Thus, Seligman’s was successful on both a retail and a wholesale level. As I wrote in my last post, in 1903 Adolph Seligman withdrew from Seligman and Brothers, and the business was then incorporated as Seligman Brothers Company. Bernard’s older son James became a stockholder and the president and general manager of the business with Bernard’s younger son Arthur, also a stockholder, serving as the treasurer and secretary. The 1903 Santa Fe New Mexican article reported on the change in ownership and the withdrawal of Adolph from the business, observing that “the business of the corporation will be continued is all respects as heretofore” and that “The firm of Seligman Bros. is the oldest in the southwest. It is well and favorably known through the section and has a high reputation for fair dealing and honesty. The members are progressive and up-to-date, and there is no doubt that it will command a high percentage of the favor of the public and secure a large share of business. It has done so for fifty years and indications are that it will do so for many years to come.” (“The Oldest Firm in the Southwest,” Santa Fe New Mexican, January 21, 1903, p. 1)
The 1915 article reported on another relocation of the business and, like the article written twelve years earlier, predicted continuing growth and success for the business. (“New Store at the End of the Santa Fe Trail Recalls the Ancient and Honorable History of Seligman Bros. Institution,” Santa Fe New Mexican, March 29, 1915)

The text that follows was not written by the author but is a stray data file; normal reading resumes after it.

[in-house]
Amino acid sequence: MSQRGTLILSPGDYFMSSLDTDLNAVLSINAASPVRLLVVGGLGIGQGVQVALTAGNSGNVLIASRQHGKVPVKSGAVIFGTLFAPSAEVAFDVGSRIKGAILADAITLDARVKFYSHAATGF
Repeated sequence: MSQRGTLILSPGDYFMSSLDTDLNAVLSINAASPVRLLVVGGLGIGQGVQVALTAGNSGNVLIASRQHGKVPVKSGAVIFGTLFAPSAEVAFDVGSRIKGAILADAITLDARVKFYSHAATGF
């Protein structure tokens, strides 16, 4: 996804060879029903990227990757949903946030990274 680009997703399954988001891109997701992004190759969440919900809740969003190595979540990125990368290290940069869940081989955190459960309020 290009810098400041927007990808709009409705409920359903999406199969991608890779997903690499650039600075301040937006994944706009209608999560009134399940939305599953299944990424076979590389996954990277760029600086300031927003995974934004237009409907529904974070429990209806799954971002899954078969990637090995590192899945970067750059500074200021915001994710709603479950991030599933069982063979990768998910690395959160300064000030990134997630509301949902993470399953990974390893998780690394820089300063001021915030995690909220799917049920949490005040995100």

Despite that optimism, it appears that the 1920s were not very good for the business. A few ads indicate that things perhaps were not going as well as they once had.
Although I do not have any source explaining specifically why or when the business closed, in 1928 it was still listed in the Santa Fe city directory, but with a woman named Evelyn Conway as its general manager. James and Arthur had moved on to different lines of business, as I will discuss. By 1930 Seligman Brothers Company was no longer listed in the directory and presumably was out of business. Perhaps competition from those other stores had had an impact on Seligman’s business. Whatever the cause, it is sad that after more than seventy-five years as one of the first and most important businesses in Santa Fe, the store disappeared forever.
Thanks once again to my cousin Arthur “Pete” Scott, who provided me with most of the news clippings discussed in this post. For more on the history of the buildings where Seligman Brothers was located from 1849-1926, see his article here. There are also additional photographs located at that site. In addition, Pete wrote an article about the history of the company, located here.
 William Seligman,son of Adolph Seligman, did continue for at least some time the family tradition in the dry goods business in Santa Fe. He operated a store in Santa Fe under the name Seligman’s from at least 1948-1959. In 1960, the store was listed in the Santa Fe Directory as simply Willie’s Shop for Men. (“New Haberdashery to Open at La Fonda,” Santa Fe New Mexican, November 30, 1958.) I do not know how much longer the store stayed in business. There is no business called Seligman’s currently listed in the Santa Fe business directory.
Hey. What a wonderful story. Truly the Seligman’s were an important part of America’s westward expansion! Proud
Thanks. It is such a uniquely American story. Jewish immigrants become wealthy entrepreneurs in the Wild West among Spanish and Native American people. And they seem not to encounter anti-semitism. But they also assimilate completely. Fascinating! And all news to me!